city & bioregion

Off-grid water: the social dimension

Up to 1,500 litres of that water are needed to grow enough biofuels to move one car ten kilometres. 2,000 litres are needed a day to feed each one of us. It takes 140 litres of water to grow enough beans for a single cup of coffee. It sounds, and is, unsustainable. Over-exploitation impacts heavily […]

Posted in city & bioregion | Leave a comment

Unplugged, but not alone

I was snooty in suggesting, in my comment on Doug Rushkoff’s new book, that he should get out of the city more. But if I’m an armchair tree-hugger, Stephanie Smith is the real thing. Two months ago, this former architect abandoned her Los Angeles life for a new one in her shack in Joshua Tree, […]

Posted in city & bioregion | Leave a comment

My plan to save the city of Nice $250 million

This blog first proposed the replacement of trophy buildings with street art back in 2002. In a piece called “Trophy buildings are over” we argued that because they are conceived as spectacles, so-called signature architecture would be subject to the law of diminishing returns: the novelty would wear off, and buildings conceived as tourist destinations […]

Also posted in most read | Leave a comment

From mega, to micro: What You Can Do With the City

[Summer re-run; first published last year] The atmosphere at last week’s Megacities conference in Delft was subdued. I don’t suppose my own talk, which ploughed a similar path to the Debt, Diesel and Dämmerung narrative I mentioned yesterday, helped lighten the mood very much. Spirits were low because it is becoming clear that mega solutions […]

Also posted in most read | Leave a comment

Whole, whole on the range

My toughest work this year has been serving on the jury of this year’s Buckminster Fuller Challenge. Our work has been demanding because we’ve had to assess high quality entries that range from the use of social media to organize urban food systems, and transforming Chicago into a giant water treatment machine; to helping Indian […]

Also posted in food systems & design, most read | 3 Responses

Design, regions, and the two economies

The stated ambition of Cornwall, in the the far south west of England, is to become a “green peninsular”. It’s an evocative concept, but people there interpret the word “green” in different ways. For example, although Cornwall aspires to become a “knowledge economy” it is more of a tourism economy at the moment: Many of […]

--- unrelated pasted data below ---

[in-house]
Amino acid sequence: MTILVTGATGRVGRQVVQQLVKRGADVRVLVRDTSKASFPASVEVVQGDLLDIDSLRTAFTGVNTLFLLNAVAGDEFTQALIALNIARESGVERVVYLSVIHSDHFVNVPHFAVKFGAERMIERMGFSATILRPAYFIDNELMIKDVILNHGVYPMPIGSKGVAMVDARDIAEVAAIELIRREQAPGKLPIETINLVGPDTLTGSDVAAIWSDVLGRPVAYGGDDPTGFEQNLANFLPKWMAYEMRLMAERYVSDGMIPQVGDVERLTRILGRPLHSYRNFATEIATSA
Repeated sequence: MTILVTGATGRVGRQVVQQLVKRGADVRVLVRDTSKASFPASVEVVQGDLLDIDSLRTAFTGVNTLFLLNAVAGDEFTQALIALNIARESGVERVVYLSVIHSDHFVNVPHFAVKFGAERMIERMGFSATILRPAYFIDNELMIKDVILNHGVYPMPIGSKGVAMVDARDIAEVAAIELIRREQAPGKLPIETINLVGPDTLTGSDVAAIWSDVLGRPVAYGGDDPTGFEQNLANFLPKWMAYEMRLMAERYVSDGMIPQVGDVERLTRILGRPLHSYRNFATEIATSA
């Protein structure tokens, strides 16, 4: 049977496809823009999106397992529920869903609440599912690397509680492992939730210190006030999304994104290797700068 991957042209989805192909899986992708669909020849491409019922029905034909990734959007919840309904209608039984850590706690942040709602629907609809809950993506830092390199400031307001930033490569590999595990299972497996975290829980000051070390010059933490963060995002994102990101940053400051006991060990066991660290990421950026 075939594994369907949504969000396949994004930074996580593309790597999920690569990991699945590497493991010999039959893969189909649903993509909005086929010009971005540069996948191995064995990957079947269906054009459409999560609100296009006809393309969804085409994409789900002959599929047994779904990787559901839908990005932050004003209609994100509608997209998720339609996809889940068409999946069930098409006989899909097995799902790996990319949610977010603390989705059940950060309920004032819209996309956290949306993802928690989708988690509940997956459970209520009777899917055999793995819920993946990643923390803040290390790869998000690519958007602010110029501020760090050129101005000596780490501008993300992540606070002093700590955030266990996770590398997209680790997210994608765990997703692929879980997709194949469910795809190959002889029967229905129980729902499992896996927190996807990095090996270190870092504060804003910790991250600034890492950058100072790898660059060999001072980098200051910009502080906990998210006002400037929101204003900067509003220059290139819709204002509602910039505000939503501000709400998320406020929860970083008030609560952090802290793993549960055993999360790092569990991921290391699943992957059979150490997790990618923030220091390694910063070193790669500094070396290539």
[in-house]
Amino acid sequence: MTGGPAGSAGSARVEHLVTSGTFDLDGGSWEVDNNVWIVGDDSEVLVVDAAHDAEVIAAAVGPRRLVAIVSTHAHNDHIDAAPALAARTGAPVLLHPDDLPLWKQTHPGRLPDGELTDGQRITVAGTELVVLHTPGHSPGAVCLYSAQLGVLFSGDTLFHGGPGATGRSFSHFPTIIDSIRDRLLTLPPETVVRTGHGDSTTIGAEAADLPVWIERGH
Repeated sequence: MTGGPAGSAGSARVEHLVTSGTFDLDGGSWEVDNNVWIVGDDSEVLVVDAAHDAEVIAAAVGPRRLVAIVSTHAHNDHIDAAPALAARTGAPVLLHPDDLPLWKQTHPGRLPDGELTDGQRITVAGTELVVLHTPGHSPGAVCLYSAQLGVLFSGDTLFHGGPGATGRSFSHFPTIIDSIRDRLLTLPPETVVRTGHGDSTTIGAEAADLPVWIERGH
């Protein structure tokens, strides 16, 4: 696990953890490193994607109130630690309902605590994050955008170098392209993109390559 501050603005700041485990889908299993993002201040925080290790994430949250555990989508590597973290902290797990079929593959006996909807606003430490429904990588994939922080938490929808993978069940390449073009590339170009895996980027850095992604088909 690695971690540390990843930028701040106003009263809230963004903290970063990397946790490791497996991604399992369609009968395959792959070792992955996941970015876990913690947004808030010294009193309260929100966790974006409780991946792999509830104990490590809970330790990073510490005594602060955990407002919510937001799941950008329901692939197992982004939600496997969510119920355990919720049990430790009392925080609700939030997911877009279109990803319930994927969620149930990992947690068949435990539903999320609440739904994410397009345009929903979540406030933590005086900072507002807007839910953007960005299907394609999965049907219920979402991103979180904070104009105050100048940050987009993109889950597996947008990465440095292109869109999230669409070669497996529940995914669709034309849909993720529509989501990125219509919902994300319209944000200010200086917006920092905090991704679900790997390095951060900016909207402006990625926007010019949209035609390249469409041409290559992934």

Also posted in development & design | Leave a comment

Territorial development books

It has always been a point of pride at Doors of Perception events to curate the bookstore as carefully as we curate the speakers. We do this because when a conference theme cuts across disciplines – as ours do – no single bookseller is likely to know which are the best supporting titles on sustainability […]

Also posted in transition & design | Leave a comment

Spacing in

As you may have read in this month’s newsletter, I’m a new fan of Spacing. This excellent new-paradigm magazine and multi-city blog (Toronto, Montreal, Ottawa, Atlantic, including Halifax) features daily dispatches from the streets of these places on “just about anything that involves the public realm of our cities” Under that heading, they just posted […]

Posted in city & bioregion | Leave a comment

Cities of Design

At a conference in St Etienne next month ‘Cities of Design’ including Minneapolis, Montreal, Quebec, Toronto, Seoul, Portland, Eindhoven and Dortmund will all be represented. Personally I think either that all cities should be design cities – or perhaps that none should if the word denotes, as is too often the case, narcissistic urbanism. But […]

Posted in city & bioregion | Leave a comment